Thursday, April 15, 2021

Thursday, 4/15

Because I have a big morning this morning—a dentist's appointment, and my second Moderna shot (!!), I'm going to leave you with something from, I think, 2017. But it's highly appropriate for today. Or, at least, what today used to be. And maybe it has a little extra something for all of our new Russian readers.

Back tomorrow with clean teeth, something new, and, hopefully, no side effects!

(jim@wmqt.com)

*****

You know, at least the spammers could put a little effort into it.

I don't know about you, but I've seen a marked increase in the amount of spam reaching my e-mail inbox the past month or so. It's actually getting to the point where I have to spend five minutes a day weeding out everything from offers for magazines I've never heard of to promises that I can make “(my) partner scream for hours”, which is something Loraine already does, at least when it comes to reading some of the subject lines in the spam that she herself gets.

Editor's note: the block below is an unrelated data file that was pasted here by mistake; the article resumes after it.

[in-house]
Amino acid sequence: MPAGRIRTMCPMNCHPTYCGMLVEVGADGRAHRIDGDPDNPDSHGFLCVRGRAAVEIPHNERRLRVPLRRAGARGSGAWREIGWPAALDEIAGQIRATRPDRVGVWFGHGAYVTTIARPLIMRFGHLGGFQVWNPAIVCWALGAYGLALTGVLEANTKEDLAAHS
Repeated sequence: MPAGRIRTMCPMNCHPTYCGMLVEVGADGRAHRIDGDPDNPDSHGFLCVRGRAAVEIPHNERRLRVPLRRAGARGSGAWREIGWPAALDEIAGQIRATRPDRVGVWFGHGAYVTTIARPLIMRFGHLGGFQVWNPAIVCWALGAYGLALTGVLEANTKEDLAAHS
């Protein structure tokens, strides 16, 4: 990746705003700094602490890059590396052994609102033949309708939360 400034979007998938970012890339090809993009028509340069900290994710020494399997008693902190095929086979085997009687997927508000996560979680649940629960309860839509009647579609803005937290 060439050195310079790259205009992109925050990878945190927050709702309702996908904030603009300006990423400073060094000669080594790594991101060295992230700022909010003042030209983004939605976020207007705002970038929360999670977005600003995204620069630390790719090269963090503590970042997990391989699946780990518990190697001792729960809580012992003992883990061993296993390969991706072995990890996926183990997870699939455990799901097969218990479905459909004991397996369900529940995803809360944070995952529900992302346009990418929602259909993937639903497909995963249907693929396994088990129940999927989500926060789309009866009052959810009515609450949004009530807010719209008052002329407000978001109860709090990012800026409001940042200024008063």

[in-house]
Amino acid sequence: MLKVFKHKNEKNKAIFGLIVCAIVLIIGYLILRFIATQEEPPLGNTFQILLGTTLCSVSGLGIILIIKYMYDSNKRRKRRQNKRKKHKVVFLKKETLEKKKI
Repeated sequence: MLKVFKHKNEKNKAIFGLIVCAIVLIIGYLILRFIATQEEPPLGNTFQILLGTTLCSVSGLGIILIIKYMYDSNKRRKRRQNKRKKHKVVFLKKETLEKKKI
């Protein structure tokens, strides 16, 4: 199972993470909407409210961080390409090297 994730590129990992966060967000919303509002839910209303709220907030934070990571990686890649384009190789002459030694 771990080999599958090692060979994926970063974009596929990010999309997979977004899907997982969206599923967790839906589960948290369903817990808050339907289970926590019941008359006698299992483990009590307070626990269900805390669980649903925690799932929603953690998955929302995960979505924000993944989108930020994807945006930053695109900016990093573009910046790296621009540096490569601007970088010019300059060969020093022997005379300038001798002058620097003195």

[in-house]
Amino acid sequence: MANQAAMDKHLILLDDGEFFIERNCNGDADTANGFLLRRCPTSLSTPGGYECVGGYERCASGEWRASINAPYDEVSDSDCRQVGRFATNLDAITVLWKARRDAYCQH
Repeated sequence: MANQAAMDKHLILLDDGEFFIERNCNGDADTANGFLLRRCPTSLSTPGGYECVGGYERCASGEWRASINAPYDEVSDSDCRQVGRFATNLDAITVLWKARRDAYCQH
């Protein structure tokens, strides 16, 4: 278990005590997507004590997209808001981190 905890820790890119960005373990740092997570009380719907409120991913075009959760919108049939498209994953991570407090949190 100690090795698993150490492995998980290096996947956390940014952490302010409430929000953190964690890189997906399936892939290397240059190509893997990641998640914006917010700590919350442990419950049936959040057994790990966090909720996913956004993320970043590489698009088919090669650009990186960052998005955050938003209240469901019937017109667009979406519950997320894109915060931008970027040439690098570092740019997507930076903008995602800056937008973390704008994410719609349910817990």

I never actually open any of the spam I get; I just click “delete” and it's all gone. But someone, somewhere, must click on the spam and then actually reply to it. I mean, all it takes is for one sucker to justify sending out 10 zillion pieces of junk, right? However, I received one piece yesterday that made me laugh, and I had to open it, if only because it seems like whoever put it together wasn't even trying.

Now, I know almost all spam comes from a country other than the U.S. But it seems to me that the more savvy spammers make it sound like they know what they're talking about. After all, they're trying to reel in a sucker or two, and it's usually easier to do that when you look and sound like you know what you're talking about. Not the e-mail I received yesterday, though. First of all, it came from a company that called itself “Tax Releif” (spelled that way), and had as its subject line this--

“Taxes is our business”.